2. The plastic film capacitor of claim 1, wherein said tape contains titanium dioxide and is white in color.
3. The plastic film capacitor of claim 1, wherein said tape is metallic.
4. The plastic film capacitor of claim 3, wherein said metallic tape is a bright aluminum.
5. The plastic film capacitor of claim 1, wherein said plastic film capacitor is a chip capacitor.
6. The plastic film capacitor of claim 1, wherein said plastic film capacitor is of a box type configuration having six sides, and said tape is secured to an upper surface of the plastic film capacitor.
7. The plastic film capacitor of claim 6, wherein said tape is secured to an upper and lower surface of the plastic film capacitor.
8. The plastic film capacitor of claim 6, wherein said tape is wrapped around and secured to the plastic film capacitor on four sides thereof in addition to the upper surface.
9. A method of reflow soldering a plastic film capacitor to a substrate by exposing said plastic film capacitor to infrared energy, comprising the steps of:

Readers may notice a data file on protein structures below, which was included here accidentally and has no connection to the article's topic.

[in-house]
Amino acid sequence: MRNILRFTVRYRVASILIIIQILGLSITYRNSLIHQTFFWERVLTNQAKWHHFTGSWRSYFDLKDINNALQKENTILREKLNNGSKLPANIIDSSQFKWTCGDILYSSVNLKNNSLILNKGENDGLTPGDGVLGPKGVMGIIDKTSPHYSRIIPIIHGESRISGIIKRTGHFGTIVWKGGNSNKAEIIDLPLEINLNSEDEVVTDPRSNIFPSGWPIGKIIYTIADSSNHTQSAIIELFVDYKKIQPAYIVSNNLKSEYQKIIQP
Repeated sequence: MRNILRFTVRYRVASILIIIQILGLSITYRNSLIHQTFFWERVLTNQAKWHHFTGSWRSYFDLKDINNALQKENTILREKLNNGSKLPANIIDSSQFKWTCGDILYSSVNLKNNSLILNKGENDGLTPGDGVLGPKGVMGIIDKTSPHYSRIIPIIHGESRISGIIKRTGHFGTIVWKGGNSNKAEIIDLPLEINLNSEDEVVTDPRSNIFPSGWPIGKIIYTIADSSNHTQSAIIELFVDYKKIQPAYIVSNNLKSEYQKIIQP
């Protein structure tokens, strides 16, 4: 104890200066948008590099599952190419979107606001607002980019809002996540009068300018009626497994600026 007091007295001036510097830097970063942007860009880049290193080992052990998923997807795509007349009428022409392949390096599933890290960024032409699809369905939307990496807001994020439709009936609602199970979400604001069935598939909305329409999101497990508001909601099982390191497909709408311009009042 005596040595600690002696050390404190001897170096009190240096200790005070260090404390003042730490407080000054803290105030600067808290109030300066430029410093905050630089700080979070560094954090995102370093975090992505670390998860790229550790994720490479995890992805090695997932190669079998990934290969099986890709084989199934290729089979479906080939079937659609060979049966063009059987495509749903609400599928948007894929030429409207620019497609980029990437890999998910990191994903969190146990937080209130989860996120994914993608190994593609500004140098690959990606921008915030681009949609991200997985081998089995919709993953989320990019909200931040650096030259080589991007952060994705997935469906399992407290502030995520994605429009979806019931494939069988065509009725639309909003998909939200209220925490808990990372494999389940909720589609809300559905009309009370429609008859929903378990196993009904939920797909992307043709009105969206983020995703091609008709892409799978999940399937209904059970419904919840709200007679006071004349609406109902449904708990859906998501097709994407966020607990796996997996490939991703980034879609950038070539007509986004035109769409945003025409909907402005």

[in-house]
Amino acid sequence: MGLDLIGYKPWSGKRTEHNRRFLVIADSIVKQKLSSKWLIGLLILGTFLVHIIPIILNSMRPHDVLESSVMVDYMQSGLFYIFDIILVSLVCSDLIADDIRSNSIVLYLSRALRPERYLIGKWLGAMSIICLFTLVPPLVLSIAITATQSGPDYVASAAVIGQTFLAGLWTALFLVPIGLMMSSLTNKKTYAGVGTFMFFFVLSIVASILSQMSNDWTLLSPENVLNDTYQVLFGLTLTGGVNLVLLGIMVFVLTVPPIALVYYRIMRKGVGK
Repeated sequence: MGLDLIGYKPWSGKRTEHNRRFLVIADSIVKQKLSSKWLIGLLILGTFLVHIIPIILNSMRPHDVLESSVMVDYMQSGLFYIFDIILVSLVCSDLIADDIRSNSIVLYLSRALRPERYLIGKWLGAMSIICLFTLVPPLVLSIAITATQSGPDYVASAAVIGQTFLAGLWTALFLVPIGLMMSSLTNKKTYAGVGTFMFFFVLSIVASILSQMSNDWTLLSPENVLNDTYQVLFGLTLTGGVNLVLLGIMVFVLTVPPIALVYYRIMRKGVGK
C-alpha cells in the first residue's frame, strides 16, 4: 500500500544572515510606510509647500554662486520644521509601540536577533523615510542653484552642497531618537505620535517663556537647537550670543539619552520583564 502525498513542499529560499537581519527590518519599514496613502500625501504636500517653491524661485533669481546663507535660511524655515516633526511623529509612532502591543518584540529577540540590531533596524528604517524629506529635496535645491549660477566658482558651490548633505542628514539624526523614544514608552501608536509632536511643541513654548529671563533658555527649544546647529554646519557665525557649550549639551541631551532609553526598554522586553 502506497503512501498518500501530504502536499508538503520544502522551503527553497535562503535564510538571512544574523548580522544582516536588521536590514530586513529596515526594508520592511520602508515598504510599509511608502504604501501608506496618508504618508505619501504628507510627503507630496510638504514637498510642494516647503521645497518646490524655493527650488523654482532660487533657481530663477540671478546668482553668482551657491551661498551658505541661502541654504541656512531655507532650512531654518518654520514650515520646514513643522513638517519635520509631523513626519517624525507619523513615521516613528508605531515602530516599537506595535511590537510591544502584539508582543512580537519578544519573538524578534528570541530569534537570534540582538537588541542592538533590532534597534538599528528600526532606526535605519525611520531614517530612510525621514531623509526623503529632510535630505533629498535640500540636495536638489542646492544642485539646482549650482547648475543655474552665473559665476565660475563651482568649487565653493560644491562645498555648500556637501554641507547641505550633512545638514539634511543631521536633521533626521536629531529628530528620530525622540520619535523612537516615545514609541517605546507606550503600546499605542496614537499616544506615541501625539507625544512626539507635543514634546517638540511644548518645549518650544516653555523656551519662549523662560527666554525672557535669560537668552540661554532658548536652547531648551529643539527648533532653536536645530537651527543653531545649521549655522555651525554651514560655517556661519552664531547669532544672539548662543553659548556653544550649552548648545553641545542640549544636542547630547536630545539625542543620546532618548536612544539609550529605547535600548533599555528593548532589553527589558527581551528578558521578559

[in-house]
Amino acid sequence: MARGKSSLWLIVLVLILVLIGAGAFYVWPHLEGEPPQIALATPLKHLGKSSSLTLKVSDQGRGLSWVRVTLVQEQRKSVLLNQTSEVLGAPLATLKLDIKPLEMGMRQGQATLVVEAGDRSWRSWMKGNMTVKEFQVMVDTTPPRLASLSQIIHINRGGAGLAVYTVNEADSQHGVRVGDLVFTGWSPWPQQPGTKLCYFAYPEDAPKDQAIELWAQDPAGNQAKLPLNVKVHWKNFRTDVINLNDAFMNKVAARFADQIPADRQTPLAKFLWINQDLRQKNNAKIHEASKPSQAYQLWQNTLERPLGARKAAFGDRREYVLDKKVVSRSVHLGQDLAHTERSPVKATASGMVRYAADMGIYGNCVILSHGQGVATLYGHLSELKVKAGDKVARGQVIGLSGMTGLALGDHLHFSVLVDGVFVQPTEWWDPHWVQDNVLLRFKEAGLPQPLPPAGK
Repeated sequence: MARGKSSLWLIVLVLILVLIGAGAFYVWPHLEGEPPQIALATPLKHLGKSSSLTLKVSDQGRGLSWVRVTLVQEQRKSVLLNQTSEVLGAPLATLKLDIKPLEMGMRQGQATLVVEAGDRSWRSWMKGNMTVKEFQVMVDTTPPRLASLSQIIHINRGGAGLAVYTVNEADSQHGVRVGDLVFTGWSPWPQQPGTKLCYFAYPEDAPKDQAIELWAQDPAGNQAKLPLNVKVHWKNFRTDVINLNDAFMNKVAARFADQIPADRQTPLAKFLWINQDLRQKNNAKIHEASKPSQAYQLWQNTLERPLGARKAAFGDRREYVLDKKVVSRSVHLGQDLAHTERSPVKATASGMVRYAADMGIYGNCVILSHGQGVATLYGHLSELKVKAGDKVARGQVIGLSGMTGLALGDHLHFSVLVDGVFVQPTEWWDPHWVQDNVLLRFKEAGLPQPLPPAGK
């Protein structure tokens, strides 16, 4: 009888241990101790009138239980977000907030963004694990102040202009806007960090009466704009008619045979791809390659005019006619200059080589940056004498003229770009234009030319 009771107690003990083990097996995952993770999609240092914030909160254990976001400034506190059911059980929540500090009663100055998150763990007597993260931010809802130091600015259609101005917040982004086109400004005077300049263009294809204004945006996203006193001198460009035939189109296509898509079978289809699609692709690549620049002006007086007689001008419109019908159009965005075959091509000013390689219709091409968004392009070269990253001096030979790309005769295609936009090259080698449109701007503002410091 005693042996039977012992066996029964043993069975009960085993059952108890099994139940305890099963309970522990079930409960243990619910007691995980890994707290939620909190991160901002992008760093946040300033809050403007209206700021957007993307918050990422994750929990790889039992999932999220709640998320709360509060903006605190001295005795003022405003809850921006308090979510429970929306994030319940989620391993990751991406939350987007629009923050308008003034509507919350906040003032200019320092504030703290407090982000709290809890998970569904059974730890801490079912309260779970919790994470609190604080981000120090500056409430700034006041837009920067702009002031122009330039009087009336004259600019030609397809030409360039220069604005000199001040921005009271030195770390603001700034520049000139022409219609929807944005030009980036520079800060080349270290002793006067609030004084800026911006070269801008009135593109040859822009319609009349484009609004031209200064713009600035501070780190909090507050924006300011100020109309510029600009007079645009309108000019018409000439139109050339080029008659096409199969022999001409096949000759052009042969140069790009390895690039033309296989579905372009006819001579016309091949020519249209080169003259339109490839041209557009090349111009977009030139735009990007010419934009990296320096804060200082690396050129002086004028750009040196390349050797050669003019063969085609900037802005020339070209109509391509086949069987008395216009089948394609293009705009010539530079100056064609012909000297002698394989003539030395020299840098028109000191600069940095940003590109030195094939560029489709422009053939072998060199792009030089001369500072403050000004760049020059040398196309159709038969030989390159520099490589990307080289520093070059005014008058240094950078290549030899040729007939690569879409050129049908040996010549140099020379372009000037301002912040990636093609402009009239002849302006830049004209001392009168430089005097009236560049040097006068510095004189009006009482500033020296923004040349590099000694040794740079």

providing a plastic film capacitor having a plurality of outer surface portions wherein one of said outer surface portions comprises means for surface mounting said plastic film capacitor to a substrate by reflow soldering techniques;
integrally securing an infrared energy reflective tape, comprising a material which has high reflectivity and/or low absorptivity with respect to infrared energy having a wavelength which is greater than 7.8×10−5 cm, to at least the top surface portion of said plastic film capacitor so as to protect said plastic film capacitor against infrared energy by remaining secured to said at least top surface portion of said plastic film capacitor throughout the process of securing said plastic film capacitor to said substrate by said reflow soldering techniques;